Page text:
Later, thinking this over, the only explanation I came up with was that I never mentioned to him that it was a live trap; he may have thought it is a glue trap, or some kind of poison trap. I guess, in his mind, he would not like his dog to sniffle into one of those. So, at the time, using one of those was quite outside of my horizon. At the same time I think a live trap was completely outside of his horizon. Hence the dispute.
The live trap didn’t work well enough. After a few months we got an exterminator to help.
He was a nice man, and we had a friendly conversation about mice and this and that, so at the end I thought I’d ask him a question that I had been wondering about, especially with the saying in mind, “building a better mouse trap”: What would he think a mouse trap designed by Steve Jobs would look like?
He said, “Oh, the guy who does Microsoft?”
Well, no, that’s not who I meant. I think that would be quite a horrible trap. Spreading virusses comes to mind.
Quite a while later, I told an acquaintance about the exterminator and the Steve Jobs disconnect. She was super excited about the idea of a mouse trap designed by Steve Jobs himself. She said, it would be so nice and elegant, youwould want to put one in every room of your home.
In another weak moment I was pondering progress and whether in some sense people have become better, or the world has become better. It’s a huge topic of course, look it up through a Google search, “Is the world improving?” It will show you a lot of pessimism. On the other hand, Noam Chomsky, an unusually harsh critic (which is excellent since he knows and understands so much), said “Slowly, over time, the world is becoming more civilized, in general“.
My immediate prompt was seeing all this technology around me, an “iphone” here, SSD memory there, oodles of websites with free photos, people coming up with new stuff like bitcoin, quora, about.me, groklaw.net, some dubstep music. It adds up, and it made me think how fast everything is nowadays, and whether people were really slower in the past. There is no one around coming up with loads of, for example, impressive symphonies or novels anymore, as far as I know. There’s loads of average products that one hears about, like for example, Windows Vista. I think being prolific doesn’t quite mean the same anymore. So it’s not clear cut to me.
How to measure?
Now my pondering led me to think about how could one measure this, how could one find an objective answer, how to do a better job at resolving the question. A connection with my personal ongoing tasks of filing tax returns led to this: as you’re probably aware, accountants are updated about all kinds of goings-on in a business. Wouldn’t it be nice if one could look up the “books” of fifty years ago, 25 years ago, and find “the data”.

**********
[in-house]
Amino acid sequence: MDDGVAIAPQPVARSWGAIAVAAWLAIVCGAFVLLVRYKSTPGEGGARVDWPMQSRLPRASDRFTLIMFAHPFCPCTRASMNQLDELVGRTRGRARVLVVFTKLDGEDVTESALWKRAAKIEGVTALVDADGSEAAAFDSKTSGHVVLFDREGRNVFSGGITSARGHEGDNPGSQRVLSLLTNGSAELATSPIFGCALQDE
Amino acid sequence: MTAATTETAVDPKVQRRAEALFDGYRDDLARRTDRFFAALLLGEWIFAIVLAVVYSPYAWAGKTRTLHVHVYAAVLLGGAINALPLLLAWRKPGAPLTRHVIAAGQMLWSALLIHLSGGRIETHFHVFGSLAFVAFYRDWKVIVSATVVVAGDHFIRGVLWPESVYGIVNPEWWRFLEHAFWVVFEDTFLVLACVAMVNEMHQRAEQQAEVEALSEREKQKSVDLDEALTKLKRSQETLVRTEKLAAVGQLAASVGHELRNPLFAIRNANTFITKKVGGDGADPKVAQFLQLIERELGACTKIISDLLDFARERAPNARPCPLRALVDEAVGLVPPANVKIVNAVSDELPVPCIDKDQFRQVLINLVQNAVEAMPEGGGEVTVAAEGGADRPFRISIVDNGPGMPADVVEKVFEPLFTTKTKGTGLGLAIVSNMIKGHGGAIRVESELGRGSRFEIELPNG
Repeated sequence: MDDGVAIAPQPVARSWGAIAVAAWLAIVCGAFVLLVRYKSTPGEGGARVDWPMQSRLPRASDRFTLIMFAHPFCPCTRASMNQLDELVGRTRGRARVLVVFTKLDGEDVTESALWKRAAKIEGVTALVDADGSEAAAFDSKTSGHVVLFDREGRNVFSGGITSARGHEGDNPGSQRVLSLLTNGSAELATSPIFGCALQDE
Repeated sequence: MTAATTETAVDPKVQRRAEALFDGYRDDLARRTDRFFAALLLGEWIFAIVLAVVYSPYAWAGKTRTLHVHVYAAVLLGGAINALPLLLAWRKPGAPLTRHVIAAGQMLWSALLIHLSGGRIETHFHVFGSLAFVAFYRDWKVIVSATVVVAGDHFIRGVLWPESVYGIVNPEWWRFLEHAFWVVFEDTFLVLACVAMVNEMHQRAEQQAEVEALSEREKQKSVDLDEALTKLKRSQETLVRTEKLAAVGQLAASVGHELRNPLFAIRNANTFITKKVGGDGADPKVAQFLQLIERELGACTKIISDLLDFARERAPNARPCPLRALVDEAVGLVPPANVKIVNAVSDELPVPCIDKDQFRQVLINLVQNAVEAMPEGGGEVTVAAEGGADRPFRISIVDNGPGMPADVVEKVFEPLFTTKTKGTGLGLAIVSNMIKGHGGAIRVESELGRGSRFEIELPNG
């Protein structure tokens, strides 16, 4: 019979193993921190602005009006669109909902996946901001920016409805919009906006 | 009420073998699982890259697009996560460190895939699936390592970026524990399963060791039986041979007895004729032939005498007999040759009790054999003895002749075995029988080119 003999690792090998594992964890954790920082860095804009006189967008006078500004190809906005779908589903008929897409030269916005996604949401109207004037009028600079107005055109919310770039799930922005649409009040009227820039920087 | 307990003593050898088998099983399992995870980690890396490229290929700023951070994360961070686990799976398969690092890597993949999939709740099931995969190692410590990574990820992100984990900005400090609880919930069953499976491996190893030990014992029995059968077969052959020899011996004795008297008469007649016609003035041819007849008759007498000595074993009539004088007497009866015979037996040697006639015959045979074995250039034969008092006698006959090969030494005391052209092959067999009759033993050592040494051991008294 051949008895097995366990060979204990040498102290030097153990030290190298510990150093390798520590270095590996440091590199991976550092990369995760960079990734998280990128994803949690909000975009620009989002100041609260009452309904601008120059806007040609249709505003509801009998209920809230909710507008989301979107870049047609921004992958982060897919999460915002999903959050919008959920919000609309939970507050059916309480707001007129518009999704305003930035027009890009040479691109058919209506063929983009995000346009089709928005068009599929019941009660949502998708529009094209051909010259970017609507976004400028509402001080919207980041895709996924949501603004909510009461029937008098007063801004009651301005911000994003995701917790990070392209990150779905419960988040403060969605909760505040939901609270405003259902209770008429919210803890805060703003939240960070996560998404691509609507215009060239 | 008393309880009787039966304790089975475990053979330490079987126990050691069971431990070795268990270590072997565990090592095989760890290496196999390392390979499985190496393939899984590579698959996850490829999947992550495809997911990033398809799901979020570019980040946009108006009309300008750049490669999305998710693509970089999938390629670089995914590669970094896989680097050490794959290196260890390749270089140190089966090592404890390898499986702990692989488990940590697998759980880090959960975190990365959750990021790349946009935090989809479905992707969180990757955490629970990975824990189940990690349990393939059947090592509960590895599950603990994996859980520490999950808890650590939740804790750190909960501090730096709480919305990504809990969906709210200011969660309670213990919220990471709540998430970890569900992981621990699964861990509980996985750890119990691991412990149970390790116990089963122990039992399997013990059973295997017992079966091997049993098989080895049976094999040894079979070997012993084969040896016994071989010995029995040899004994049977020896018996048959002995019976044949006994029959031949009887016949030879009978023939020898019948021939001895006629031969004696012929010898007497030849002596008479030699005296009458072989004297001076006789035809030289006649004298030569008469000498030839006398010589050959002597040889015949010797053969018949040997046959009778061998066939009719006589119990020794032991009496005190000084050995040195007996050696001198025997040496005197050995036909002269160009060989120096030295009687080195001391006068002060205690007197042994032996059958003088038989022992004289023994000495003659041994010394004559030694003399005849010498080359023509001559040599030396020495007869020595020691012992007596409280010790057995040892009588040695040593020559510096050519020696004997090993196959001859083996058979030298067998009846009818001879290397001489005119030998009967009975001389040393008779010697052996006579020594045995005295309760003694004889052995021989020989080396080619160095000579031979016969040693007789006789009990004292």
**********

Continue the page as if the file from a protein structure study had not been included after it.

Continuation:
I run a small company, The Buckmaster Institute, Inc, and I can well see how accounting is useful, if only in providing one perspective. Every little piece counts, after all. I can understand the accountant’s approach, I have learned from conversations with some professionals. I know about software and how it is used for accounting. I have recommended against the naive use of spreadsheets (still need to write those stories up). I have personal insights into the amount of effort that goes into accounting.
Have you heard about economists talk about “resource allocation”? For example, free markets are declared to be good at “allocating resources efficiently” by to some of those economists. Then this improvement in resource allocation should show up in the “books”, no? In as much as a drop in the efficient allocation of resources would be a sign that the world is getting worse, we might find evidence for the world improving in the financial statements of the businesses of today. Compare the figures to the financial statements from decades ago and we would see whether the world is getting better, maybe only in some small area. But it would be a start.
I think you’ll agree it’s not going to work. They very likely didn’t record the right numbers and amounts.
Should we call it -1 points for the accountants? Or would you go so far as assessing a full -10 points?
Or do you disagree? Please elaborate by posting a comment below; that would be exciting to learn about! If you think a mere comment would not do your insights justice, please contact me (@stephanwehner on twitter, and we’ll take it from there)
Other slightly related questions that I have not been able to resolve are:
What are the recent breakthroughs in the accounting world?